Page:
“Science can answer ‘how’ questions, but religion answers ‘why’ questions” has become a cliche, oft-quoted by those believing in a proper role for religion even in today’s scientific world. Rarely is this claim argued for, rather it is usually stated as though it were obviously true, a knock-down argument that refutes scientism. The claim is that, while science can tell us how the natural world works, only religion can tell us how the universe came to be and why it was created. Too much emphasis on science is seen as leaving the narrow-minded advocate of scientism as lacking any appreciation of the world of values and emotions and desires and everything that makes life worth living.
The advocate of scientism rejects any such suggestion, considering that values and desires are just as much a property of the natural world as anything else, being the products of highly evolved but entirely natural animals, and thus just as much within the proper domain of science as anything else.
What do we actually mean by a ‘why’ question? To a large extent, ‘why’ and ‘how’ are synonyms, and many questions using one could be rephrased using the other. “Why does a boat made out of metal float even though metal is denser than water?” is the same as asking how a boat floats.
Those who quote the above cliche, however, don’t mean ‘why’ in that sense; by ‘why’ they refer to the desires and purposes of a sentient being who deliberately caused or created something as a means to some end.
It is simply wrong, and trivially so, to claim that science cannot address such questions. Why did the chimpanzee strip leaves from a twig? To use it as a probe to fish for termites. Why did the vervet monkey give an alarm call? To warn its fellow monkeys about a predator. Why does a squirrel store nuts? To eat in winter. Why did the Neanderthal make a stone tool? To chop up food. Anyone who thinks that answering such questions is not scientific is simply wrong.
If the questions are about humans, instead of other mammals, that makes no difference. Humans are just as much products of the natural world as other animals, and the study of ourselves (variously called anthropology, sociology, human biology, medicine and psychology) is just as much a science as other areas of biology.
So what on earth can people actually mean by “Science can answer ‘how’ questions, but religion answers ‘why’ questions”? They are referring, not to squirrels, monkeys, chimps or even humans, they are referring to gods. They are suggesting that the answer to questions such as “Why is the Earth here?” is that “God made it as a home for humans”, and they are suggesting that science cannot give these answers; that needs religion.
But, is the complaint really that science cannot give answers involving gods, or is it merely that science does not give such answers? The possibility that the universe or Earth was made for a purpose by a god is just as much a scientific issue as the origin of a stone tool made by an ancient human, or the origin of any other natural object. If the world had been intelligently designed the fingerprints of that creation would be all over it. Yet they aren’t. And don’t try pointing to supposed fine tuning as evidence of design, it isn’t. To quote Richard Dawkins:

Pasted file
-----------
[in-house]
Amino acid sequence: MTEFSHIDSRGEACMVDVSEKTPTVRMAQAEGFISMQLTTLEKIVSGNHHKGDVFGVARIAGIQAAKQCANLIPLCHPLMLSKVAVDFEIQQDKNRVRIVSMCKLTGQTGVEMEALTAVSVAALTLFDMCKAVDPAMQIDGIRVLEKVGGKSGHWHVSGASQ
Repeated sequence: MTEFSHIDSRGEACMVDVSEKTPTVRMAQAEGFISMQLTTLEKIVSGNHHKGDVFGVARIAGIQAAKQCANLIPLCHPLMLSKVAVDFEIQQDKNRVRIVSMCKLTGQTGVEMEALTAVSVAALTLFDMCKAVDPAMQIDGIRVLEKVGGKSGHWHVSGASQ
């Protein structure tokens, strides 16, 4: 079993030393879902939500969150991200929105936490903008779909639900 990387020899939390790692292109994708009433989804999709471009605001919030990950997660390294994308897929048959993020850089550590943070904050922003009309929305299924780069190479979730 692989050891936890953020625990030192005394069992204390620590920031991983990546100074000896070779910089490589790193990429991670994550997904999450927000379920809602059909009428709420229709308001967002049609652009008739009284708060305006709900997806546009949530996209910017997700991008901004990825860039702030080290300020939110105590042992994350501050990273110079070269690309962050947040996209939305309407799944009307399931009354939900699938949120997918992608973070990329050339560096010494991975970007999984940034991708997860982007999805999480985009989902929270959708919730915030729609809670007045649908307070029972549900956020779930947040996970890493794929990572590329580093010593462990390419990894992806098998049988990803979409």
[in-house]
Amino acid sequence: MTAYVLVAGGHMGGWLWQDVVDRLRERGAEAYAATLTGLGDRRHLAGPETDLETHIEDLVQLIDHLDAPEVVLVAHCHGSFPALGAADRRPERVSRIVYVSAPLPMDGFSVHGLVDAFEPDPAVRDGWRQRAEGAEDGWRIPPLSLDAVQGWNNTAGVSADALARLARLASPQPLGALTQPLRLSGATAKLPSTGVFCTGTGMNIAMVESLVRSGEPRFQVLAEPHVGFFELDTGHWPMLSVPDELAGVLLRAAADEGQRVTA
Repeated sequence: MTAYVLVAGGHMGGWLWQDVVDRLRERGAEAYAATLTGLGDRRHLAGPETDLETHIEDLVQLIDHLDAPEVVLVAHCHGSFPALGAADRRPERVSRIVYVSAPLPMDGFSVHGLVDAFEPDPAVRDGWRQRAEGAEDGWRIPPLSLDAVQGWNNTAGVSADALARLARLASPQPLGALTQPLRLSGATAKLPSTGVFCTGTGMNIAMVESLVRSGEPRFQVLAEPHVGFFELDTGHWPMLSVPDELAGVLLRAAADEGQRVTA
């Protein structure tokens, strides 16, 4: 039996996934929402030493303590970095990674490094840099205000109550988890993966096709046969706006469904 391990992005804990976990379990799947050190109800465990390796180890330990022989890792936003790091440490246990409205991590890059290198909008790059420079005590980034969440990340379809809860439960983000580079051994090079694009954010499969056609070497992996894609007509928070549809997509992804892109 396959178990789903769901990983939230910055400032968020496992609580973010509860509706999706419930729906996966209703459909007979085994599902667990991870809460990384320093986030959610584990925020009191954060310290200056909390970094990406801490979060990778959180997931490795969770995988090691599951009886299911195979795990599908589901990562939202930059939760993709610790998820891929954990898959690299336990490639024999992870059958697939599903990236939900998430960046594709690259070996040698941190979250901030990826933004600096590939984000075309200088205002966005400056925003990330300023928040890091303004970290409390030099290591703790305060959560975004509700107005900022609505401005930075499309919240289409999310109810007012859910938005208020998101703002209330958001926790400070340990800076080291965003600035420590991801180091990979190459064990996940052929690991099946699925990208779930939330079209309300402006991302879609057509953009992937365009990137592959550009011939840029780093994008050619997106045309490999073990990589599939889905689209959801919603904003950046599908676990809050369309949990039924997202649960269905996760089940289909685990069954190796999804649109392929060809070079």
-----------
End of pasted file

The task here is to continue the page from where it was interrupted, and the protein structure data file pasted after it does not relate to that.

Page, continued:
The universe that we observe has precisely the properties we should expect if there is, at bottom, no design, no purpose, no evil, no good, nothing but pitiless indifference.
As understanding of the natural world has developed, science has become more and more atheistic. As science has progressed, explanations involving gods have been progressively discarded because they work less well (and far less parsimoniously) than explanations that don’t involve gods. Nowadays, science “has no need of that hypothesis” (in the words of Laplace, when asked by Napoleon whether God was intervening).
If the universe had been intelligently designed, science could and would reveal it. If the answer to the ‘why’ questions was indeed “God did it”, then science could and would give that answer.
If science does not give those answers, that is most likely because there are no gods, and because phenomena in the natural world are not the result of the purposes and actions of gods. The complaint that science does not answer ‘why’ questions is really a case of shooting the messenger. If the answer is not the one desired, the believer rejects it and blames science, claiming that science must be incapable of giving the ‘right’ answer.
Religion does give the ‘right’ answer (the one the believer wants). Of course it is not a true answer, but then religion is about comforting beliefs, not about the pursuit of truth. The complaint “Science can answer ‘how’ questions, but religion answers ‘why’ questions”, should really be re-phrased: “Science gives evidence-supported answers that are likely true, but religion tells us what we want to hear”.